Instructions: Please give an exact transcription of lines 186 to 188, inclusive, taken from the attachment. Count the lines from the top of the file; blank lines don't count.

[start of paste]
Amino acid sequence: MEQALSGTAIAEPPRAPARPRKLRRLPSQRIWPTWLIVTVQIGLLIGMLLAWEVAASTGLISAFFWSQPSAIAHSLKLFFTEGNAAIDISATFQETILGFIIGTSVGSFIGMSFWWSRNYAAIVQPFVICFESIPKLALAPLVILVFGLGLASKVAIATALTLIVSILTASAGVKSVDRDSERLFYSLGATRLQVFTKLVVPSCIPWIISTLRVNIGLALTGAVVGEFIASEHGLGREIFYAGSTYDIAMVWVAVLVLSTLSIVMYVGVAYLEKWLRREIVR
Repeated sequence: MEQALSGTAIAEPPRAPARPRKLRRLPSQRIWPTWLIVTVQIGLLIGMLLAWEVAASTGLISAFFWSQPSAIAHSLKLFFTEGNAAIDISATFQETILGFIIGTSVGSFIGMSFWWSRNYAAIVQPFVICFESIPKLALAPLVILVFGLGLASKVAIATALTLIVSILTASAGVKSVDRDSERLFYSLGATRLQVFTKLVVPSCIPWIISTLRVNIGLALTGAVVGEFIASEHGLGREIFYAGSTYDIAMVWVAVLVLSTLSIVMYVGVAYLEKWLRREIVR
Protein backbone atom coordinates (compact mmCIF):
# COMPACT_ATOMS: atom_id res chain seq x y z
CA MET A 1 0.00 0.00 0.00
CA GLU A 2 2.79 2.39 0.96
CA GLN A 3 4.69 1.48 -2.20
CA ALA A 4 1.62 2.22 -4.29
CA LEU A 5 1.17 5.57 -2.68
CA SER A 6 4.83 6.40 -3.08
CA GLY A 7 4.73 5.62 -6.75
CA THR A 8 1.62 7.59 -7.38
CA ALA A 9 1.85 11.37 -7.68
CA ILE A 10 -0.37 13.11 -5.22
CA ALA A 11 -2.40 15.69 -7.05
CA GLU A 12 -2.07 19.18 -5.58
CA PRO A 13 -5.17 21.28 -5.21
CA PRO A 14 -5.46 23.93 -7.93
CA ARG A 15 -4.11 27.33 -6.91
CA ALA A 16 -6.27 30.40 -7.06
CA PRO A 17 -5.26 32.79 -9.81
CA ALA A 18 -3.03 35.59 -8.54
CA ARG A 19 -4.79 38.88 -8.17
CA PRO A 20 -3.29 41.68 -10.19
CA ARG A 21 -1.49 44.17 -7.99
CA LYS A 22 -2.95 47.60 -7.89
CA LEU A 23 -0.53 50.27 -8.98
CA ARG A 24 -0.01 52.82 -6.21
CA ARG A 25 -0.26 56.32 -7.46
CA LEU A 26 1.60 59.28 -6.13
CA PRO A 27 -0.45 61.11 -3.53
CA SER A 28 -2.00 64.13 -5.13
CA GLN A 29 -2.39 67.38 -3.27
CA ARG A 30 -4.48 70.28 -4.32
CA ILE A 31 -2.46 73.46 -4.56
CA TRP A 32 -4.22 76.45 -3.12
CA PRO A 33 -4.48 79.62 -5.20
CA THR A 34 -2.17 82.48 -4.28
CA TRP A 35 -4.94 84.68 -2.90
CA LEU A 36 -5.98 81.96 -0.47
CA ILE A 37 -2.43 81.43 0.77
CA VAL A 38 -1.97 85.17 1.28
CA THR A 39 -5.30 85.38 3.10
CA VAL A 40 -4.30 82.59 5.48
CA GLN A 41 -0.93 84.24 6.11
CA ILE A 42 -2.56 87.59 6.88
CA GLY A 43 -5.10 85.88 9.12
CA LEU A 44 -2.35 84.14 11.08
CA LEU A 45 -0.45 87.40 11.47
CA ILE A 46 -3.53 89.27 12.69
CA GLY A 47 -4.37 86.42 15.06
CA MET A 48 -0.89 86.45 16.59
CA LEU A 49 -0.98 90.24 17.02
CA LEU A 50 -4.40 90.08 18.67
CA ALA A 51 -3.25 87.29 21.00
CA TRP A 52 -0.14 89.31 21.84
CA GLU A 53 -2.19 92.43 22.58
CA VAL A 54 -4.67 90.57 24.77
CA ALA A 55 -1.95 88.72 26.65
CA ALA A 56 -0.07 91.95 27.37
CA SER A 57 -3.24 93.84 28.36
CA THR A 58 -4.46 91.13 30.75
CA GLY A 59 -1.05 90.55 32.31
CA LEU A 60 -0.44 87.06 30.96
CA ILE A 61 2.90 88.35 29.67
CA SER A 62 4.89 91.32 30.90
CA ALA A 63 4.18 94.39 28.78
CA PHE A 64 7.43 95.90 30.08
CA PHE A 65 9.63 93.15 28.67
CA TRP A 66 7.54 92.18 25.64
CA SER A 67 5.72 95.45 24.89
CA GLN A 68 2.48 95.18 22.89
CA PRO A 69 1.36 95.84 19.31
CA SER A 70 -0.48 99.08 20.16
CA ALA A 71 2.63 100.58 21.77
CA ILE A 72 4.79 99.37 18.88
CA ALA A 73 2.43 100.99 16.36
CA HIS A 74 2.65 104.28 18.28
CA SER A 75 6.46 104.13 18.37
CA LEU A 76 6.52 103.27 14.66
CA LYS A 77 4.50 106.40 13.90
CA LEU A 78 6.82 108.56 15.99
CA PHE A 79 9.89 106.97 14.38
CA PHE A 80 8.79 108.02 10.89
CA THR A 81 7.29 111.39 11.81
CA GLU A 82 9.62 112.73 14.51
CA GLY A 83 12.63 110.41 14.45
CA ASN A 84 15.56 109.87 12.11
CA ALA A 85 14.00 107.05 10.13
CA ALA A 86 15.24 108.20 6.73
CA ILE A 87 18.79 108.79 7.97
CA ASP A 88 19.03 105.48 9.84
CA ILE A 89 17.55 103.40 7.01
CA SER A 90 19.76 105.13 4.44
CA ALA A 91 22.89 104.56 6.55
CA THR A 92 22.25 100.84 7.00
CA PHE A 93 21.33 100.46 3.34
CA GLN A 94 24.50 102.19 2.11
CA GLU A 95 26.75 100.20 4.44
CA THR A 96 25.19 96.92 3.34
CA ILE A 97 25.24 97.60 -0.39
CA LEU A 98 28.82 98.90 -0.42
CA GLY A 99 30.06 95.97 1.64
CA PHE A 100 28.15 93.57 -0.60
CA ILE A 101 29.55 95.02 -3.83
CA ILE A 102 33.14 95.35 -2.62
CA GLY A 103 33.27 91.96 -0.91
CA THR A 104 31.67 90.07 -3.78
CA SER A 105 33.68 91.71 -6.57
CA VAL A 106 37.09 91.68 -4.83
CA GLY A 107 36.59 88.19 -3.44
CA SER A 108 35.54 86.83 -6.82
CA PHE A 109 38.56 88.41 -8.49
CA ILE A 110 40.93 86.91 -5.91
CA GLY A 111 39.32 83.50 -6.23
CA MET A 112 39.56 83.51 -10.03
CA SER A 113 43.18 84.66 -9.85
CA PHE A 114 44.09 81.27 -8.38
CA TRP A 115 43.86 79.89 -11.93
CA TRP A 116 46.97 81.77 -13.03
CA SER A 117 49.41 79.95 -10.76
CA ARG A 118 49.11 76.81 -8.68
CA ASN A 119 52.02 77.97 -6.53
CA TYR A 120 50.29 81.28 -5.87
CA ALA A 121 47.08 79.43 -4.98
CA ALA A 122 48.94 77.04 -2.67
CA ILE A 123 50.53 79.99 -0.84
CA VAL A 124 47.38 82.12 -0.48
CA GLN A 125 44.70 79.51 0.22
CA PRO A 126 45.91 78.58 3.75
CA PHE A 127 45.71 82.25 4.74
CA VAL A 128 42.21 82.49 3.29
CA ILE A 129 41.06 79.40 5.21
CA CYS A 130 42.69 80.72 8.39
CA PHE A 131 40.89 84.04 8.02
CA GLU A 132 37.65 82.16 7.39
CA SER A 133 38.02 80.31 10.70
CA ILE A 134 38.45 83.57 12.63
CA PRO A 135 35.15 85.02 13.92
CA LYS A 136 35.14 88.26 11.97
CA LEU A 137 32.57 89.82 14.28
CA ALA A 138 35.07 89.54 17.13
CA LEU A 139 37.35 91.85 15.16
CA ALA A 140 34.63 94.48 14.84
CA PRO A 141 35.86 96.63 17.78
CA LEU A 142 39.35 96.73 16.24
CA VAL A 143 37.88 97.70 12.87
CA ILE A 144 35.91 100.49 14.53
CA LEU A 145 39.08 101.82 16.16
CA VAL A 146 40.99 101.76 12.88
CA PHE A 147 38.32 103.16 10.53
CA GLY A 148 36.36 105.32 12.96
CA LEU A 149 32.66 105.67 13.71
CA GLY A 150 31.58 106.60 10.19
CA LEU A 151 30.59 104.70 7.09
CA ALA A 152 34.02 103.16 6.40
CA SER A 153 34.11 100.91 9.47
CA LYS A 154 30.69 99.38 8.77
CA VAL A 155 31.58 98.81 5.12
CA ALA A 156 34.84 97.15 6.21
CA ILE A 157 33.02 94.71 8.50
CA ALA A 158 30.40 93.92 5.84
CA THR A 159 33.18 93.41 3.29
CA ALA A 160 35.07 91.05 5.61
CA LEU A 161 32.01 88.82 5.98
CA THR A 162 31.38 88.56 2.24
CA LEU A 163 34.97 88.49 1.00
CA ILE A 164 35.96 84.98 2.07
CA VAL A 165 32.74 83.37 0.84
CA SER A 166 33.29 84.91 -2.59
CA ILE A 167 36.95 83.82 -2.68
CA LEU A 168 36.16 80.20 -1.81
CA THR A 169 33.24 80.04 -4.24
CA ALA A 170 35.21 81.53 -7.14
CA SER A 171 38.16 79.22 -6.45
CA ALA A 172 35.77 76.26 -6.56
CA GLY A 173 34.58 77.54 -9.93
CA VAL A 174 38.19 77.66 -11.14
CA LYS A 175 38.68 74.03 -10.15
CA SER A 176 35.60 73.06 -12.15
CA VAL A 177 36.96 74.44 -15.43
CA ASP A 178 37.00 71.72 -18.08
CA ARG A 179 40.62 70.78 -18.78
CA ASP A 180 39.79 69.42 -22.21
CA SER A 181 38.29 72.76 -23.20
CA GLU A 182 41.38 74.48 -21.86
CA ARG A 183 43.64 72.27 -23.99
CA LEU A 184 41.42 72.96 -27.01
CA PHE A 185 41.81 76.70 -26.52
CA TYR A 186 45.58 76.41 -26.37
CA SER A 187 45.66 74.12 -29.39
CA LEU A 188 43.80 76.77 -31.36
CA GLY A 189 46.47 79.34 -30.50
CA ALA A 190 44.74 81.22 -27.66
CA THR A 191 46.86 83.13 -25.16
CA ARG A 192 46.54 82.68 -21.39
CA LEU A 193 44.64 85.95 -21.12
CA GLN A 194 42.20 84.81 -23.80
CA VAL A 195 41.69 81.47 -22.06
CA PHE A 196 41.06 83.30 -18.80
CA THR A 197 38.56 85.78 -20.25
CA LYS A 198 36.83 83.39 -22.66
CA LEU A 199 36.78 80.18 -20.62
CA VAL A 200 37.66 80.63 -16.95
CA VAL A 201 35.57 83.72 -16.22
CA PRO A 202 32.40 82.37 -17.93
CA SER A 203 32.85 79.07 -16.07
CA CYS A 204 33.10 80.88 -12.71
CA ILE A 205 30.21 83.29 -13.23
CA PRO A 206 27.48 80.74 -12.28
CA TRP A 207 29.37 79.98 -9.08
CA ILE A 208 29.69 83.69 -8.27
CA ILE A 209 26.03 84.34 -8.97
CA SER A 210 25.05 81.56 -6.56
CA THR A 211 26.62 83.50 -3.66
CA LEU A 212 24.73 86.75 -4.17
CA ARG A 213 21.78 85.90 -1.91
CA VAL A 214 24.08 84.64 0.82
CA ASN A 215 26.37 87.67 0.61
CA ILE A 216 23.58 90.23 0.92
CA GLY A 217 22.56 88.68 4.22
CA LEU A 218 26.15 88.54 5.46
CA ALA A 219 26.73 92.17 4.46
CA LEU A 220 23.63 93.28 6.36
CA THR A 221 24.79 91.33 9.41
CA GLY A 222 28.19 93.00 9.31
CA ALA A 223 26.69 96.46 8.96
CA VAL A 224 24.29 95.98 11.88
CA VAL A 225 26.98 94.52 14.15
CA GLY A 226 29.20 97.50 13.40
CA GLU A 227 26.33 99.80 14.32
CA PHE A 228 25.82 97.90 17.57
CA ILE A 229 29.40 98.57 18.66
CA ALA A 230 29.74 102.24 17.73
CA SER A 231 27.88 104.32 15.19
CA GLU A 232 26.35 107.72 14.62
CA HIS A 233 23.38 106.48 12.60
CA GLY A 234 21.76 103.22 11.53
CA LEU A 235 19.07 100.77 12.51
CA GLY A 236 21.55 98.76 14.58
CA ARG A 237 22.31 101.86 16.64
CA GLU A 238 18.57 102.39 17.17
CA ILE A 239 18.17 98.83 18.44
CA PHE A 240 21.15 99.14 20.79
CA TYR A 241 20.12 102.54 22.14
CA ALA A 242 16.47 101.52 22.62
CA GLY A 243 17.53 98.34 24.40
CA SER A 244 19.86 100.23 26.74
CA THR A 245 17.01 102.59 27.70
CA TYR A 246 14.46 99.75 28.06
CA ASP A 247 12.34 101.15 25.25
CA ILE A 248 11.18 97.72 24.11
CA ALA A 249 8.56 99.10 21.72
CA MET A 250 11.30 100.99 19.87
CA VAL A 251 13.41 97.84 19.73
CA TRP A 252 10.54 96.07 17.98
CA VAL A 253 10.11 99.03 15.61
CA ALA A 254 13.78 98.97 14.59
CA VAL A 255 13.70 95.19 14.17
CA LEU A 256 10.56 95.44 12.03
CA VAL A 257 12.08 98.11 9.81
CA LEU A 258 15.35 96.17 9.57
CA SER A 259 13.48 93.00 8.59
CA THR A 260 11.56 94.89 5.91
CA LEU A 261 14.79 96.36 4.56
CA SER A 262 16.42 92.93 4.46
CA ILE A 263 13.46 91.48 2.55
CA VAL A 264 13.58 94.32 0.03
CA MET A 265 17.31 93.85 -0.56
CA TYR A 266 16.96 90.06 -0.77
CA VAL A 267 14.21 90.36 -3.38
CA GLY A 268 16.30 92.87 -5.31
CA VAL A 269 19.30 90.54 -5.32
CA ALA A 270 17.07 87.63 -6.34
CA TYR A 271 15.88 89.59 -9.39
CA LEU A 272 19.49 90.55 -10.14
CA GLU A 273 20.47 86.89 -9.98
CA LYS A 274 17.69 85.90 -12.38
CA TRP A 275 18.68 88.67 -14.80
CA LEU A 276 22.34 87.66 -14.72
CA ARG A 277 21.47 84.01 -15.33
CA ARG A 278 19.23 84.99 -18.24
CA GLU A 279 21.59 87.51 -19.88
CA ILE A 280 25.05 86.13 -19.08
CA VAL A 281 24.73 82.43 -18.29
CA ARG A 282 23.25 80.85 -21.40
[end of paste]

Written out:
CA GLU A 182 41.38 74.48 -21.86
CA ARG A 183 43.64 72.27 -23.99
CA LEU A 184 41.42 72.96 -27.01